Some carbohydrates to stay away from are:
Refined and bleached sugars and flours. White bread and similar products.
“Junk” food – cookies, sweets, most box cereals, soda, most juices. These products contain added sugar.

ADDED SUGAR- Added sugar is in almost everything disguised as many things; High-Fructose Corn Syryp, Agave, Honey, Fructose, Sucrose, Sweetener, Nectar, Dextrose, Corn Syrup Solids, Maltose. Those are just a few examples. Added sugar can add to your risk of Type II Diabetes and should be avoided as much as possible. Added sugar (and fat!) can commonly be found in condiments, canned/ jarred sauces, and dressings. Be careful when adding these to your meals, ask for them on the side and use sparingly.

From the American Diabetes Association: 

Research has shown that drinking sugary drinks is linked to type 2 diabetes.

The American Diabetes Association recommends that people should avoid intake of sugar-sweetened beverages to help prevent diabetes. Sugar-sweetened beverages include beverages like:

regular soda
fruit punch
fruit drinks
energy drinks
sports drinks
sweet tea
other sugary drinks.
These will raise blood glucose and can provide several hundred calories in just one serving!

See for yourself:

Just one 12-ounce can of regular soda has about 150 calories and 40 grams of carbohydrate. This is the same amount of carbohydrate in 10 teaspoons of sugar!
One cup of fruit punch and other sugary fruit drinks have about 100 calories (or more) and 30 grams of carbohydrate.
Read more here. 


  • Other important foods. Aside from the food and nutrients that provide us with calories for energy there are other foods and nutrients that are very important to promoting health; water, and fiber.
  • WATER. Water is the most important nutrient for life. We can go days to weeks with no food, but only a few hours or days without water. When the body is dehydrated it can start to shut down very rapidly. You can overheat, cause organ damage, and brain damage! Always remember to drink AT LEAST 64oz (about 8 glasses) of water everyday. If you’re drinking all that water everyday you wont have time for sugary drinks! As well, making sure your body is fully hydrated can help to flush out the bad things being stored in your tissues.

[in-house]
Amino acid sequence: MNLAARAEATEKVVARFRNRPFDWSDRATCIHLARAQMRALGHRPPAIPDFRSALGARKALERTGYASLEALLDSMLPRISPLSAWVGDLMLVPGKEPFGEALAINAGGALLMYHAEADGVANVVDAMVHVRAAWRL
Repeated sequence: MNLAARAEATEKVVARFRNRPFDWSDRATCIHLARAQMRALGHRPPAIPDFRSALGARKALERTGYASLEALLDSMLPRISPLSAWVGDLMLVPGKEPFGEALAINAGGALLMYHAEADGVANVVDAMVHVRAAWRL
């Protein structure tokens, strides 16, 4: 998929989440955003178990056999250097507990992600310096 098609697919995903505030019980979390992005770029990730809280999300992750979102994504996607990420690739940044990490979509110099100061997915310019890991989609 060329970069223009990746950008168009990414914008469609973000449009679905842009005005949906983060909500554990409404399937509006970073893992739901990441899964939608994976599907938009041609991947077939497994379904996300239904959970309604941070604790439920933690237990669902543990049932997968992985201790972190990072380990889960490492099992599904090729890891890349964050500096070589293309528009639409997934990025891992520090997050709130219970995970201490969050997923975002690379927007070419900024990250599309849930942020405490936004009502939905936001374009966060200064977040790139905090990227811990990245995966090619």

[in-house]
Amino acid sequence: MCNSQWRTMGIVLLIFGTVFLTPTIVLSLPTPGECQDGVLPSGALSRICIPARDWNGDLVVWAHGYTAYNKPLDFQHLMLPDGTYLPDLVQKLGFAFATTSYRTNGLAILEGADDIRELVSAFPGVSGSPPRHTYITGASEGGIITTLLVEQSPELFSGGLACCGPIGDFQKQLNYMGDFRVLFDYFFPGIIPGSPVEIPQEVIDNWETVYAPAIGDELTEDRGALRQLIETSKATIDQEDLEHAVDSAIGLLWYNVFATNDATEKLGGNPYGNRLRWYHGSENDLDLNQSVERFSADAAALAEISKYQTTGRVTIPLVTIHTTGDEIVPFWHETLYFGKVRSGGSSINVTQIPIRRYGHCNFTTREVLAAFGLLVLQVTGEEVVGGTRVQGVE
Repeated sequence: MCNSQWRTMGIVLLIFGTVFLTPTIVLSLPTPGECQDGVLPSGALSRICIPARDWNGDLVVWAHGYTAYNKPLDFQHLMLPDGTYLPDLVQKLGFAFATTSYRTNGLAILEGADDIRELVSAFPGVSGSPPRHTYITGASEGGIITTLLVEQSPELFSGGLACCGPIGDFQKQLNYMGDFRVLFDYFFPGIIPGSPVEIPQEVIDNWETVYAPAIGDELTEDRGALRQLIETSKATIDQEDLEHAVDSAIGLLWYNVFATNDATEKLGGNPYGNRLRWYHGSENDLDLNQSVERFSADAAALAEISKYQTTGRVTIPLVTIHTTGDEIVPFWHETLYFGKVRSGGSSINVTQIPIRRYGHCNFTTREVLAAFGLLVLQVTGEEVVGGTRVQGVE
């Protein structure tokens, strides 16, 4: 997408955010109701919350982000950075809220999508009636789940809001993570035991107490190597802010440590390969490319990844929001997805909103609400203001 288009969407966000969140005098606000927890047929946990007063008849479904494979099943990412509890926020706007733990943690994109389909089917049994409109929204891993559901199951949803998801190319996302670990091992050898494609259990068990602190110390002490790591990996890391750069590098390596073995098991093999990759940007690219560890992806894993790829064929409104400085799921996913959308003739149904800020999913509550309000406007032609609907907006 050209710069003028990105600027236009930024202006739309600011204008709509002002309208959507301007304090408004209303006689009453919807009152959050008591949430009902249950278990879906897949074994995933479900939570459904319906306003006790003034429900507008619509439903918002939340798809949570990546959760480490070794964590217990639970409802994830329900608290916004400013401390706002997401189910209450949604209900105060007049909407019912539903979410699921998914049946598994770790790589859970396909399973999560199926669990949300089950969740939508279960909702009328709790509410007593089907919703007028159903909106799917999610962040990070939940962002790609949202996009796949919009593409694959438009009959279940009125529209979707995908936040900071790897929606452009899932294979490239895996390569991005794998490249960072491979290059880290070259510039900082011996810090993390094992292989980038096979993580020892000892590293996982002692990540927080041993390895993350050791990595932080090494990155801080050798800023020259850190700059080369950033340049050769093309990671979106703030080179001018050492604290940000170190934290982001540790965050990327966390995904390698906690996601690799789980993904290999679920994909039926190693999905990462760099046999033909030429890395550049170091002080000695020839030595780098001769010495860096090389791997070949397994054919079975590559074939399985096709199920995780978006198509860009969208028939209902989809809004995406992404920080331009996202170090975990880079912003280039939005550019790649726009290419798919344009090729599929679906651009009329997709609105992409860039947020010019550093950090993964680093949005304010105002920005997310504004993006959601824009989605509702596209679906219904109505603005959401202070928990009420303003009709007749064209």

• FIBER. Fiber is so important in the diet. It can keep you feeling full longer with fewer calories! It is a great weight loss tool. Fiber also helps to keep your heart healthy by removing excess fat from the body, and keeps your large intestine clean. Whole grains get the most attention when it comes to fiber however most vegetables provide excellent fiber.
    • Vegetables. Dark-green, leafy vegetables including collard greens, kale, lettuce, broccoli, spinach, chard, cabbage, arugula, and burssel sprouts (just to name a few), are great sources of fiber, keep you feeling full, are VERY low in calories, AND provide those wonderful phytochemicals. All vegetables are excellent for promoting and improving your health, the more colorful the better! The same goes for fruit. Try to “eat a rainbow” everyday.


  • Baby steps are key. Should you want to adopt a new, healthy diet it is important to take small steps. If you give up everything you are currently eating and drinking and switch to only the things mentioned here your switch probably won’t last. Slowly switch out some unhealthy foods for healthy ones. Maybe once or twice a week try something new. Always consult your doctor before making large diet changes.


  • Weight loss is the same way, take small steps. DO NOT start exercising every waking moment and do hours and hours of cardio. Clean up your diet for a few weeks, drink lots of water, and then start taking small walks around the neighborhood, take the stairs, park farther away in the parking lot, walk and bike when you can. When you feel comfortable consult a professional or your doctor for a structured exercise plan. Sustainable, achievable weight-loss is about one pound per week. Long-lasting weight loss is a marathon, not a sprint. Slow and steady wins this race. If you feel comfortable and want to start some light cardio on your own subtract your age from 220 to find your target heart rate. This is the approximate zone where you will see the most effective fat loss occur. Aim for twenty to thirty mins of aerobic exercise while maintaining your target heart rate, at least three times per week.


*Nutrition; 4th Edition; Insel, Ross, McMahon, Bernstien; 2011. 










Medical Disclaimer
Always consult your physician before beginning any exercise or nutrition program. This general information is not intended to diagnose any medical condition or to replace your healthcare professional. Consult with your healthcare professional to design an appropriate exercise or nutrition prescription.